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Holiday Hens


A Mille Fleur hen in the chicken yard, one of dozens that lay gorgeous eggs.

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Horsehair Accessories


Tassels and bracelets made from braided and twisted horsehair were packaged in jewelry boxes wrapped in burnished gold paper and finished with a ribbon and a wax seal of a Cantitoe Corners sycamore tree.

Shop Now: Box and Wrap Jewelry Boxes, in Matte Black, from $7.80 for 10, Nashville Wraps Antique Gold Tissue Paper, $2.75 for 24 sheets, J. Herbin Traditional Sealing Wax, in Dark Green, $8,

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Horsehair Tassels

horsehair tassels
Bryan Gardner

This is a great gift to make in bulk for all your stylish friends. Start with 12 inches of horsehair. Take a grouping of hair, and tie tightly at center point with waxed twine. Fold hair in half, and tie off tightly about 1 1/2 inches down from the fold; remove hairs that have escaped. Trim the tassel to desired length. Cover the waxed twine around body of tassel with a piece of leather trim. Dab glue to secure as you wrap. Stitch the trim closed. To finish, add a leather tie to the top of the tassel.

Shop Now: Nantahala Trading Post Horsehair, in Black, 13" to 15", $34.75 per lb., The Caning Shop Waxed Linen Twine, in Black, $17 for 100 yd., Barge High Strength All-Purpose Cement, $7 for 2 oz.,

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Horsehair Bracelet

horsehair bracelet
Bryan Gardner

The bracelets are made with a four-part braid. Braid a long section of horsehair, and tie tightly with twine at ends, every 6 to 8 inches. Cut between 2 ties to create the pieces for your bracelet. Dab glue cement onto both snipped ends of horsehair and inside the end caps. Insert hair into blackened end caps. Use pliers to attach a jump ring to each end cap before attaching the clasp. (Note: I used metal blackener on our brass and silver findings. Follow manufacturer's instructions.)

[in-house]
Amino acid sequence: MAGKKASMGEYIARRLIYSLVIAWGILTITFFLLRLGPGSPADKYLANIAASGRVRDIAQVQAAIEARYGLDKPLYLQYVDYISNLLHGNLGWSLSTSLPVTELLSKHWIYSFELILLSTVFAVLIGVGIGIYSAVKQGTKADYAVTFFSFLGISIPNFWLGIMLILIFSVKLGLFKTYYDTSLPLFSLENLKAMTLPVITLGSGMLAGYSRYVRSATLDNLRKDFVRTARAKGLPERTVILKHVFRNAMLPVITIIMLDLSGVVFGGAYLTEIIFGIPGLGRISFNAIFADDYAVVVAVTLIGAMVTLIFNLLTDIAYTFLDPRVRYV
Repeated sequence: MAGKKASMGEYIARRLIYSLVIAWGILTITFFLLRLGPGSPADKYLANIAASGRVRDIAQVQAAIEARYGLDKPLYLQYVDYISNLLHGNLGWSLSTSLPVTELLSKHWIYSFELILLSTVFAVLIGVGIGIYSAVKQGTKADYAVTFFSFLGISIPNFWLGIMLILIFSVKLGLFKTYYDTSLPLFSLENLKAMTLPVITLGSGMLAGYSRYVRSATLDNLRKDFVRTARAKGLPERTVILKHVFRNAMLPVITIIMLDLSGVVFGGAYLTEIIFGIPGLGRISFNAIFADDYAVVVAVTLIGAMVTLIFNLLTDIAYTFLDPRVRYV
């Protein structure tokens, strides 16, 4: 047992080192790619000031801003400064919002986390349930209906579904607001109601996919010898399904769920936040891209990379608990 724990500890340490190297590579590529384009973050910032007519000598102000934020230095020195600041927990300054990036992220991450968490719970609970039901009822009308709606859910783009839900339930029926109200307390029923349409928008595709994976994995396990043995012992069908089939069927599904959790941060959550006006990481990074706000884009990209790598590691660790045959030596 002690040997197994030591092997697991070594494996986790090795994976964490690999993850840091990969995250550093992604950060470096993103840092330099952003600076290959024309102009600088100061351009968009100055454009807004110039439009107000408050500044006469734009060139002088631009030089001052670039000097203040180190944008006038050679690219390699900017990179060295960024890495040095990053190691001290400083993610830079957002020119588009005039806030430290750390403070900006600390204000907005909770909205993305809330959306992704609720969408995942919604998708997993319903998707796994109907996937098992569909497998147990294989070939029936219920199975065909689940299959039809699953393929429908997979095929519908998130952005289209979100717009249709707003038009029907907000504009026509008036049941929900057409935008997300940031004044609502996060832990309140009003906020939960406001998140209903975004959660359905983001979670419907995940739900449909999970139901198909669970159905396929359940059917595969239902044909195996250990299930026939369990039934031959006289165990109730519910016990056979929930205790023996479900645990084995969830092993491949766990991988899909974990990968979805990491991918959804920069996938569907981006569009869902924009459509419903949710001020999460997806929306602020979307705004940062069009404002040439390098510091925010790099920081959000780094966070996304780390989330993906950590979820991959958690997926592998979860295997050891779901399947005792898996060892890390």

Shop Now: Eurotool Round-Nose Pliers, $13.81, JAX Silver Blackener, $16 per pint, JAX Brown-Black Brass, Bronze, & Copper Darkener, $15 per pint, Metalliferous Machined End Cap, in Brass, 1/4", $1.30, Metalliferous Brass Lobster Clasp, 7.3 mm by 12.9 mm, $1.50, Bead Landing Silver Split Rings, 6 mm, $3.31 for 175, Silver Enchantments Plain Bell Caps, 6 mm opening, $1.29 each,

09 of 13

Gift Horse


Rutger, pictured here, is one of my five Friesian horses that contributed tail hair for the horsehair projects. Tassels and bracelets made from braided and twisted horsehair were packaged in jewelry boxes wrapped in burnished gold paper and finished with a ribbon and a wax seal of a Cantitoe Corners sycamore tree.

10 of 13

Knit Vest


This vest is made using a seed stitch: For row 1, knit 1, purl 1, and repeat across row. You'll need 2 skeins for the smaller vest and 3 skeins for the larger vest. "Sheepish" tags are cut from paper hint at what's inside.

Shop Now: Manos Del Uruguay Hand-Spun Semisolid Yarn, in Coffee G, $15.50, Paper Presentation Embossed Gift Boxes, in Gold, 12" by 9", $10 each,

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Warm and Woolly

Richard Foulser

Babaa and Black Sheep, my two black Welsh sheep, provided the wool for the vests.

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A Cozy, Fragrant Corner


Bartók, pictured here, loves his new pillow top filled with catmint. Using a fine cotton fabric, I made pillow slips, which I filled loosely with dried homegrown catmint.

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Catnip Cat Bed

catnip cat bed
William Brinson

To make one like it, make a zipper pillow cover. Add a 1-inch seam allowance, substituting the measurement of the cat bed for the measurement of the pillow insert. (The zipper makes it easy to remove the catmint before washing the cover.) Sew ties to the corners and center point of the pillow cover. Place the pillow on top of the cat bed, and attach by sewing the ties to the corners of the bed. In place of pillow inserts, fill the bed with catmint.

Shop Now: Whisker City Organic Catnip, $8 for 2oz.,